Part 8 of 11
When I was photographing this set of flies I noticed that all of them, except one, are beadheads. Hmmm. Interesting.
This first set includes flies that were fished like, well, woolly buggers. This means upstream a bit, across stream, or downstream. They can be twitched, nearly dead-drifted, or stripped like a streamer. Lead wire would have worked for weight too, but all of these had beadheads to help get them down. They were successful during the day and in the evening. In fact, even when there were rising fish in the evening (to which John delivered his CDC caddis), these big fluffy high-impact flies outperformed a dry fly.
|In both the olive woolly bugger above and the black one below,|
a little bit of flash seemed to help attract fish. Fly tied by Paul DiNolo
|Fly tied by Paul DiNolo|
|Marabou Beadhead Muddler tied by Paul DiNolo|
The two flies below are two versions of the One Feather Fly. I love to tie and fish this simple fly, and previously posted step-by-step directions.
Each is made from one feather from the rump area of a pheasant, quail, or partridge. Colors vary considerably, and each fly seems to come out slightly different because each feather is slightly different.
|Tied by Peter Frailey|
|Tied by Peter Frailey|
This next set of weighted flies found their was to the bottom fly on a hopper-dropper combination. Or, they were used as a nymph under a strike indicator.
|"Hare and Herl Bugger" tied by Peter Frailey|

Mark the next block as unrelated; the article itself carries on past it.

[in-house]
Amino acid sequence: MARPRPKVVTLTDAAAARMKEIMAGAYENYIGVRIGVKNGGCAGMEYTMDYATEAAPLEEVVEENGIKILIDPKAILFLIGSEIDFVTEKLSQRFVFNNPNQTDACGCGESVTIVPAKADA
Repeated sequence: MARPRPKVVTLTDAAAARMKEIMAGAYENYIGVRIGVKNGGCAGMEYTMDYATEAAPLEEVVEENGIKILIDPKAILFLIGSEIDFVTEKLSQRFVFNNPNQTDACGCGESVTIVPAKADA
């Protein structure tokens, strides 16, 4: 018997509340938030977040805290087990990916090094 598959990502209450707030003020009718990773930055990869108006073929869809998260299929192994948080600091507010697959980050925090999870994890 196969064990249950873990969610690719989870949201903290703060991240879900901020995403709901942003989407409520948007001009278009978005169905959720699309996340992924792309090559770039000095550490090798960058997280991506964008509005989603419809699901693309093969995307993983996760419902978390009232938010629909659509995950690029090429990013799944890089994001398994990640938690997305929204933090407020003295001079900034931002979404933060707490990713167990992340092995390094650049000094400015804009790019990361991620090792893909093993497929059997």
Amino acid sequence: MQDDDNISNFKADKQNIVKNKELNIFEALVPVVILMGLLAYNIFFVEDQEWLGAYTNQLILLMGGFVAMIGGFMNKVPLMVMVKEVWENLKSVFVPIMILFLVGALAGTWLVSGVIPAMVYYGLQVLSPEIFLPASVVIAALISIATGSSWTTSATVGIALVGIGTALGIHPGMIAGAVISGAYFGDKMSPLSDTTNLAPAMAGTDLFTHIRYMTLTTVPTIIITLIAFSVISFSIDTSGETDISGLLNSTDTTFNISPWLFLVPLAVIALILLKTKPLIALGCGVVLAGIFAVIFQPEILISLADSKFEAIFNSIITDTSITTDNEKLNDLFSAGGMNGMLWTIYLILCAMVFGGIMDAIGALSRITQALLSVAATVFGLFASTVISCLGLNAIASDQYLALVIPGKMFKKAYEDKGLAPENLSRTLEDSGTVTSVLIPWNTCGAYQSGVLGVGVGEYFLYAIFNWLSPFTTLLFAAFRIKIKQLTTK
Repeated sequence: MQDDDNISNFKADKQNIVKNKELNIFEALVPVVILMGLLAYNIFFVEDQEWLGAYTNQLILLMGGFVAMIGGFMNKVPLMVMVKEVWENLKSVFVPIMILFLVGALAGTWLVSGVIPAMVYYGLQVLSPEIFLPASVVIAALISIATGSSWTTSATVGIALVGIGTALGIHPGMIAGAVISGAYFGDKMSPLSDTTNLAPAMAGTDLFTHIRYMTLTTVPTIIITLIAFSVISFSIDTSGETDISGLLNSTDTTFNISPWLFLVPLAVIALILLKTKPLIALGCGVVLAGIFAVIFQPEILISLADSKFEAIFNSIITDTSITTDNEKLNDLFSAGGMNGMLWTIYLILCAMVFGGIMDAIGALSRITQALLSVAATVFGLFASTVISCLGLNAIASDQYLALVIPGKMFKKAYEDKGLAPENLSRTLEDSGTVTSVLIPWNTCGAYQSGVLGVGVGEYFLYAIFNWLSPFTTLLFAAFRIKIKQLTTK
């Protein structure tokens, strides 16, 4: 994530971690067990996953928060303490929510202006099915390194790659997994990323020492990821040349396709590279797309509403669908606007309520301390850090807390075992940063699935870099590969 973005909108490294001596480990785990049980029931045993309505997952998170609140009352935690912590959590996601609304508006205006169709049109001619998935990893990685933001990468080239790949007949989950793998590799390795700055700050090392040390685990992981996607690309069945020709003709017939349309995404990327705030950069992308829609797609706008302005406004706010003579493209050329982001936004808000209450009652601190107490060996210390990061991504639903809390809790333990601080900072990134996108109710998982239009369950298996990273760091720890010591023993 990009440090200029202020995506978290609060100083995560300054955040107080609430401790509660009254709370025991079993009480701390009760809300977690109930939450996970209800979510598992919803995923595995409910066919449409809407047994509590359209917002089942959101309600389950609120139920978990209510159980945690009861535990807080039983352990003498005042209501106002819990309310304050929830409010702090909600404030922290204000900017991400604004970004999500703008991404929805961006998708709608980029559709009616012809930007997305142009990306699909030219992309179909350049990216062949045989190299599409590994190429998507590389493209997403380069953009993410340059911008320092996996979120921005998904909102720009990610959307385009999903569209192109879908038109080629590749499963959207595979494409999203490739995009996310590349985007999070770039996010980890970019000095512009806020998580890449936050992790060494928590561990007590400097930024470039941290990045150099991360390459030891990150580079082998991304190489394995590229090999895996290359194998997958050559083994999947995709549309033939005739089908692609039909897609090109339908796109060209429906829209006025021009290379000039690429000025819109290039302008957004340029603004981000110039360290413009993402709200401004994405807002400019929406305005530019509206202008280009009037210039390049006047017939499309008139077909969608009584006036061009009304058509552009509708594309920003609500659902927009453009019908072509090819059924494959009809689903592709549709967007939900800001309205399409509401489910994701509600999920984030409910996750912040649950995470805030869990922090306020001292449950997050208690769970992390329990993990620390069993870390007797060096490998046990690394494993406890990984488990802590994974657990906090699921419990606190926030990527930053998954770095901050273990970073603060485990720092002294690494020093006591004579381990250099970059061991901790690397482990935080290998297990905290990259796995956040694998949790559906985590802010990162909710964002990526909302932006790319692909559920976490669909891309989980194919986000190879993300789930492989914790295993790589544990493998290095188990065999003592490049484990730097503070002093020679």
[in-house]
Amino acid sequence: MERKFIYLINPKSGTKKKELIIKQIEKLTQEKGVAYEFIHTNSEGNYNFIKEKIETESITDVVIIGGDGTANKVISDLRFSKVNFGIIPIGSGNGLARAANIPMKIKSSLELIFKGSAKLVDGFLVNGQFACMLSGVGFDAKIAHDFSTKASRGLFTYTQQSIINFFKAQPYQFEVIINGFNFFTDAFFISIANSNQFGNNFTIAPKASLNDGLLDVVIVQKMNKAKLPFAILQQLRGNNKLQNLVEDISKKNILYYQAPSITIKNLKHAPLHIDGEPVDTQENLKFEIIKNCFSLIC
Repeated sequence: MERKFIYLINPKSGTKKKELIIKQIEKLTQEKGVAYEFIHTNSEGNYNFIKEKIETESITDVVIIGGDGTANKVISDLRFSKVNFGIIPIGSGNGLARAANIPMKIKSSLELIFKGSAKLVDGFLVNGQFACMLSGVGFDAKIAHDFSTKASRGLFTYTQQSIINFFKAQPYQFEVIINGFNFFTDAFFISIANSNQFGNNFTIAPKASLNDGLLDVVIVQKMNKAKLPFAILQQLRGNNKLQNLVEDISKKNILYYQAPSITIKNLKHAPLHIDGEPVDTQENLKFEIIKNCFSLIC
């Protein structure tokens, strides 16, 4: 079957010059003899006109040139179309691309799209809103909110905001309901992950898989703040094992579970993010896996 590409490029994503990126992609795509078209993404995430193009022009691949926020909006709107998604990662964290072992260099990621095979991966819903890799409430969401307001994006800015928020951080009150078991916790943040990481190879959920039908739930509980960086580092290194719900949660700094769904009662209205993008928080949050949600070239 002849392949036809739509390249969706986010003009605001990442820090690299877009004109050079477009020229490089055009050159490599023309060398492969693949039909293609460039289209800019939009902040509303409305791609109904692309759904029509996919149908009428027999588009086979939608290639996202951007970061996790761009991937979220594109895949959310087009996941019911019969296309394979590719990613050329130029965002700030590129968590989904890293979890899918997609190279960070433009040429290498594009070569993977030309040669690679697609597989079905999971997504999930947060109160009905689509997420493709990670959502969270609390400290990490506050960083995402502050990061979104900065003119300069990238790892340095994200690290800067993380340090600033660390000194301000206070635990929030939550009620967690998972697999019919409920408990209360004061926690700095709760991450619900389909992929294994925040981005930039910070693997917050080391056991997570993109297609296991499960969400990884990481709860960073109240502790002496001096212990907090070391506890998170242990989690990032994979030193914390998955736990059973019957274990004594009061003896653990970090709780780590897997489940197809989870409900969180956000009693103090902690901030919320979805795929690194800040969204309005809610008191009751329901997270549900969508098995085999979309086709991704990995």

Jim used the Hare and Herl Bugger with great success, often presenting deep and on the swing. He had one successful night where he caught a trout on nearly every cast, or so it seemed to the rest of us, who were not as successful.
|"Wonder Bug" tied by Peter Frailey|
The Wonder Bug was my most used fly. I fished it mostly about 6 feet below a foam strike indicator. And after I decided to give hopper-dropper fishing a try, this was my dropper. Tying instructions are very simple. Basically a clipped hackle woolly worm with biots for a tail. Under the herl is 10 wraps of lead. I posted step-by-step instructions last year on my Web site.
|20-incher. Tied by John Morrison.|
These were the first samples of the 20-Incher tied by John. They were tied on our "rainy day Tuesday". The 20-Incher had been used on Sunday and Monday by Rob as a dropper. But since Rob does not tie flies, it was up to John to figure out how to tie this pattern. Thankfully, our Internet connection was good and he was able to check out a little video.
|Some king of little nymph. Commercially tied.|
This is an example of one of the many tiny nymphs Rob used, and which filled his fly boxes. I have no idea what this one is called, but it measures only 11mm (eye to bend) and has so many ingredients tied to it that I can only imagine how difficult it is to tie.